Wednesday, April 24, 2024

MLP split on infinitive question

| December 3, 2020 1:00 AM

An open letter to English teachers, those glorious guardians of syntax, those tired defenders of dogma:

Your devoted Mrs. Language Person asks: Is it wrong to split an infinitive?

MLP’s status as a Snitty Old Biddy (emphasis on old) would dictate that yes, to separate two halves of a cohesive whole is the height of grammatical cruelty. To be or not to be, but never to not be.

Like Juliet without her Romeo. Chocolate without peanut butter.

Unnecessary tragedy.

Yet certain grammar historians write that infinitive-splitting ne’er was truly verboten; ‘twas but an 18th century myth. That Hamlet, in the words of the bard, may just as well have said “to not be.” Can they be right, when it feels so wrong?

An infinitive is simply a verb preceded by “to,” as in to ask. To butcher (the English language). To split (the integrity of an infinitive) or to distress (that SOB MLP).

This dubious myth derives from a time when grammarians believed English should be modeled on Latin — a logical presumption for a language with so many Latin roots. You see, Dear Reader, in Latin and its descendant French, Spanish, and Italian, and sometimes our other root language of Greek, infinitives are one word. Un-splittable.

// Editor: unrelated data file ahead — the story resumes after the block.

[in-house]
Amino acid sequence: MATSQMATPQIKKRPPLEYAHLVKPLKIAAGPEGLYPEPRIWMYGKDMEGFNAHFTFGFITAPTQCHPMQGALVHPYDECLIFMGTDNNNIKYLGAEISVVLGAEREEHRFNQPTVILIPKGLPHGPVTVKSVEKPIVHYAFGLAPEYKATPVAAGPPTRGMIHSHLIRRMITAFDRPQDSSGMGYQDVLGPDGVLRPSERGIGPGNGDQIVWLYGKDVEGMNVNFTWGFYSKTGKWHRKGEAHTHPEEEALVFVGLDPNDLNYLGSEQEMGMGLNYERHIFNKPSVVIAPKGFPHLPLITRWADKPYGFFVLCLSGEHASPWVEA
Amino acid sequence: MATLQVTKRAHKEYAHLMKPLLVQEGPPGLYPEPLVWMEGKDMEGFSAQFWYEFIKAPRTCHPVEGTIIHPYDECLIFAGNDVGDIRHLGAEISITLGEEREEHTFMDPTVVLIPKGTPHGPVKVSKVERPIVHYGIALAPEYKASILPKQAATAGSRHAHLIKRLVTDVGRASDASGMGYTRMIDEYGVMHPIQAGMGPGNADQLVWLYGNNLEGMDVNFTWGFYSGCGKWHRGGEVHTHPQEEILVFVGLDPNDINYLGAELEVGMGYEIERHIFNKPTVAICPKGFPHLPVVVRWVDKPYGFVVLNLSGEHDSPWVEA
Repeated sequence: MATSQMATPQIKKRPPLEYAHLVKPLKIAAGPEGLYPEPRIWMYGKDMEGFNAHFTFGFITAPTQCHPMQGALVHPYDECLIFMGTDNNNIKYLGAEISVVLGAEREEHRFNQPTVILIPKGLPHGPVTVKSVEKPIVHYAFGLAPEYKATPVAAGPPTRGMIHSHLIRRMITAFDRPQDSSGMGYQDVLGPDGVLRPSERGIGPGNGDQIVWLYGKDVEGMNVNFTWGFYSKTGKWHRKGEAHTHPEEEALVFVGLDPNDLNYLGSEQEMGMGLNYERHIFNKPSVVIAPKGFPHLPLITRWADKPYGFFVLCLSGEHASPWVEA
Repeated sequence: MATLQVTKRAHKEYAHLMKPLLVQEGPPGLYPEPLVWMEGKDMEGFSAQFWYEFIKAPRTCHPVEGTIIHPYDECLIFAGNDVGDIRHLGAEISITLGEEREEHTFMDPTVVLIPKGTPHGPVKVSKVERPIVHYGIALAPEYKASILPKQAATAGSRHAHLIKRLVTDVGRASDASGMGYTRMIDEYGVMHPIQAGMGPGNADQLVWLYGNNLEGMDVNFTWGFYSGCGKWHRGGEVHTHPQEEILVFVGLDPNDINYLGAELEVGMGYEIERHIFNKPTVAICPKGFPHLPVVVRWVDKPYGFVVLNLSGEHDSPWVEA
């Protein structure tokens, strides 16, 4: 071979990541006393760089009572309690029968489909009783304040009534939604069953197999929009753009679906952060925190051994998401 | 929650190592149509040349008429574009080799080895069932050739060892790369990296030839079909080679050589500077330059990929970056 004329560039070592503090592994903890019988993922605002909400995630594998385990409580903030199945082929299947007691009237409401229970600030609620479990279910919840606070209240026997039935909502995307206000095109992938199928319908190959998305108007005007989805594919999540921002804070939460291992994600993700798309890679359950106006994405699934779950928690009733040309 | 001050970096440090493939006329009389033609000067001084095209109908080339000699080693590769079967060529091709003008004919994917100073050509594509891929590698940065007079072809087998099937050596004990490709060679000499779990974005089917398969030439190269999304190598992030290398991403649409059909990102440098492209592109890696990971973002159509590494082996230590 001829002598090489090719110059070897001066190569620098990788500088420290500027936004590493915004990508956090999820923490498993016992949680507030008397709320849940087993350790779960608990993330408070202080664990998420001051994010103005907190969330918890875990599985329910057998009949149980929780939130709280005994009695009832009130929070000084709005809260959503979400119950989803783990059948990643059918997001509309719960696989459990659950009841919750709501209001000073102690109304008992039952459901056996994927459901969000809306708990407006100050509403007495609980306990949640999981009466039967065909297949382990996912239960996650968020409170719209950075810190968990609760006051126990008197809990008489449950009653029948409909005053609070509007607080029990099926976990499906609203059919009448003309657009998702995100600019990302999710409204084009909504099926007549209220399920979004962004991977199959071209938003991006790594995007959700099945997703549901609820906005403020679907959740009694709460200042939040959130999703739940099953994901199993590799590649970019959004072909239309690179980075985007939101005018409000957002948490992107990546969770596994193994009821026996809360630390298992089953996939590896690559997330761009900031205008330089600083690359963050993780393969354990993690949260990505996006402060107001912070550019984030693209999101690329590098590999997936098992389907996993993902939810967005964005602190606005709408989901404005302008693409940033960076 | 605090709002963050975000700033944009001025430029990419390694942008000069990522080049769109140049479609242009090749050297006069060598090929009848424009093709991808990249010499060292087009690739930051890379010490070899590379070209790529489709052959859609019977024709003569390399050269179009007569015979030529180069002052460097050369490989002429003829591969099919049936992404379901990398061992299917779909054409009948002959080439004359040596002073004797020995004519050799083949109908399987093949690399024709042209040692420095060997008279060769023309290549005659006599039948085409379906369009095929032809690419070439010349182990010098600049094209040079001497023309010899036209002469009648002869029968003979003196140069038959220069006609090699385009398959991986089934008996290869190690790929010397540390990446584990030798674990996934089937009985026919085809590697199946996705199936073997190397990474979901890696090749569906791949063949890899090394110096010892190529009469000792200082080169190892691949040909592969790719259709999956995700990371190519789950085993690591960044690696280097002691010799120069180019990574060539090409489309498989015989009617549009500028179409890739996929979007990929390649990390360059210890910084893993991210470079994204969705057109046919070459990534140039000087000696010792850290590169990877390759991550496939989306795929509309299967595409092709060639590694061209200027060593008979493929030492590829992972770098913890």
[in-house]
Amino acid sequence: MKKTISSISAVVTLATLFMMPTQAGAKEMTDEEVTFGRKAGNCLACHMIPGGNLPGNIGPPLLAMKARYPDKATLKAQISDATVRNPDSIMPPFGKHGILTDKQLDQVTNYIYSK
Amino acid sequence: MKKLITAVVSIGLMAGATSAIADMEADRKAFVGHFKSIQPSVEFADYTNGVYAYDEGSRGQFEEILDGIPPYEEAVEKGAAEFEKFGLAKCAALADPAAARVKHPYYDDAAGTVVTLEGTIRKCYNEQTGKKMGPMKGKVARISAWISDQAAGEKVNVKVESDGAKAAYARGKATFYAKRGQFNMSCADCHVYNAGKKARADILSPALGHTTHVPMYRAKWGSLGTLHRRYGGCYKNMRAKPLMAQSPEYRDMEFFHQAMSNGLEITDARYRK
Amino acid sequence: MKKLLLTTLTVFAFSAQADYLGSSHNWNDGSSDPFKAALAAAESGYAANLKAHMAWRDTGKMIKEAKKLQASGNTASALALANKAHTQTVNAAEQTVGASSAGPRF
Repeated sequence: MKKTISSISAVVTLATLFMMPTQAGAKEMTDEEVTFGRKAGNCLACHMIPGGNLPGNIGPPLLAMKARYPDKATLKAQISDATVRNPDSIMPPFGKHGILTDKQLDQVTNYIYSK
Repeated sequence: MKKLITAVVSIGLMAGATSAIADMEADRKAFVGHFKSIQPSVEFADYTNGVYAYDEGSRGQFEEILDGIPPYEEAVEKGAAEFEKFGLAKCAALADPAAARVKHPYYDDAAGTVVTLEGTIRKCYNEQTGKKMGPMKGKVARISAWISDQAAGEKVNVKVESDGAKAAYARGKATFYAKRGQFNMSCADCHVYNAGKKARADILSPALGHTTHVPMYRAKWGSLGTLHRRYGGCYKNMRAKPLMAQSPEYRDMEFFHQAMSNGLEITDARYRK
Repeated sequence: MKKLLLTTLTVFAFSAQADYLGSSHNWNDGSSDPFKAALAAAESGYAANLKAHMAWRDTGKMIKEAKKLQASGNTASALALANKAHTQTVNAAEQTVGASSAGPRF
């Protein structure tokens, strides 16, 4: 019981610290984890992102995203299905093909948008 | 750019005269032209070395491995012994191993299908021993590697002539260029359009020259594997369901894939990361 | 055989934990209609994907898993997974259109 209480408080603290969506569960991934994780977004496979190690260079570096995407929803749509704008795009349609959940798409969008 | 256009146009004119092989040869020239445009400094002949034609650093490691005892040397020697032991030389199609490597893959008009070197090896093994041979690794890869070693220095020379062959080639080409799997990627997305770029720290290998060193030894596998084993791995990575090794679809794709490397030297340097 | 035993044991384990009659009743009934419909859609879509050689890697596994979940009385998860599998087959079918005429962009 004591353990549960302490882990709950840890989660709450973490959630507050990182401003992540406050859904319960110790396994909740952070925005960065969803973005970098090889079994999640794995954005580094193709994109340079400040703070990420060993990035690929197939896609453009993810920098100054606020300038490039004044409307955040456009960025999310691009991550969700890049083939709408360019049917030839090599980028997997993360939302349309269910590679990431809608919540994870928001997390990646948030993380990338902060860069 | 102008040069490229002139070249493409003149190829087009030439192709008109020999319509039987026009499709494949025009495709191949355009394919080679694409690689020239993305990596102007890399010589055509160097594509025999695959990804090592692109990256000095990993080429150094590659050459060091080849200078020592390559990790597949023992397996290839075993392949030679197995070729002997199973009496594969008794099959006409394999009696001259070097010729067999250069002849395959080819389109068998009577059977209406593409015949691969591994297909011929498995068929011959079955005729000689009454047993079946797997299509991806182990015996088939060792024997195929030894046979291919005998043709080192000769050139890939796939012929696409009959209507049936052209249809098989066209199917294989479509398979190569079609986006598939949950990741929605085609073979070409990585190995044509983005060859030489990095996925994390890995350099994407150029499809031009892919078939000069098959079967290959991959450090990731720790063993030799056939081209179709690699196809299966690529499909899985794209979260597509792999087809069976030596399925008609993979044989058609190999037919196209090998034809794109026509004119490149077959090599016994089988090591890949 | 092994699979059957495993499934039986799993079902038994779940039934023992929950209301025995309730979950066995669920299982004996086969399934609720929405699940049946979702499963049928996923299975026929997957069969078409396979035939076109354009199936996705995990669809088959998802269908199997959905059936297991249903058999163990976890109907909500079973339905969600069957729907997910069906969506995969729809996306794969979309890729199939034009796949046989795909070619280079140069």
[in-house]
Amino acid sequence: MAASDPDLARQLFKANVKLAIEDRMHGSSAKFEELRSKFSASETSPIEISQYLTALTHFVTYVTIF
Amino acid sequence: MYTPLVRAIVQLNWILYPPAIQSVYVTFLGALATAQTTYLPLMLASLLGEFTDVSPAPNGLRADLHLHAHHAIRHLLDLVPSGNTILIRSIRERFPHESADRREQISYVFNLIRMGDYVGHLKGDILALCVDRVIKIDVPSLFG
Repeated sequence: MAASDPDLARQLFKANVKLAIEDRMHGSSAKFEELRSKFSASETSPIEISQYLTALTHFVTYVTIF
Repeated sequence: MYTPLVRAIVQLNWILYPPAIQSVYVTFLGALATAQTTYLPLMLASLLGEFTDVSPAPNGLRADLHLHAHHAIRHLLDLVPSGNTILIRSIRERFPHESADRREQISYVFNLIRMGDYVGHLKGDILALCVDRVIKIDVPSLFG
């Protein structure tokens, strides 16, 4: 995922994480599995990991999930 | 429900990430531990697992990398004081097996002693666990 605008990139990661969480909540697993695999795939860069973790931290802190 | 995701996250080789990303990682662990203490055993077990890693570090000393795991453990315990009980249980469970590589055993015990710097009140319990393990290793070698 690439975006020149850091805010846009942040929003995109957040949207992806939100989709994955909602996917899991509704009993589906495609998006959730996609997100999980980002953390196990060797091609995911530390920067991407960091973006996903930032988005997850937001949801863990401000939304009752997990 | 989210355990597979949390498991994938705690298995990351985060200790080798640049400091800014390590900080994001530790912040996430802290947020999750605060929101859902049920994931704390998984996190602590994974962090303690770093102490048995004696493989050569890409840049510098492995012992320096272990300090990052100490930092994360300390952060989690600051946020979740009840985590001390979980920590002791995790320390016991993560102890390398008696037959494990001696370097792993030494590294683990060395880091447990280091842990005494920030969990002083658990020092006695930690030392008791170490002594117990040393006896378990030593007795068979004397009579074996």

One point for those 18th century grammarians.

But, say the splitters, English is more Germanic than Romance (rome-ance, i.e., Latin). So why feel obligated by Latin rules?

Counterpoint to the sword-wielders.

Your MLP points to an argument of style: Why separate a perfect pair just for the fun of it? The best writers do not split willy-nilly. Their talent precludes them from such cruelty, such interruption of natural flow.

Occasionally, without alternatives, infinitives must spend time apart. MLP expects grammar mistakes to more than double in 10 years. There is no other place for “more than” except between to and double.

Of course, one might also simply rewrite that sentence to avoid the split. MLP expects that in 10 years, grammar mistakes will more than double.

Concede that point to those ancient grammarians.

Was Gene Roddenberry right when he said, “to explore new life” or when he said, “to boldly go?”

Would Hamlet's speech be as admired if it began, “To be or to not be?” Is splitting infinitives to be especially avoided when they include a negative? To not be sounds awkward, if only because we’re not accustomed.

Adverbs admittedly offer another argument in favor of splitters. To boldly go sounds as emphatic as to strongly protest splitting their infinitives.

To protest strongly is accurate, but somehow the protest feels weakened without its forceful precedent.

Grudging point to splitters. And we are tied once again.

So, Dear English Teachers, MLP asks: To split, or not to split?

Mrs. Language Person and Sholeh Patrick are columnists for the Hagadone News Network loath to let go of grammar rules and restrictions. Contact them at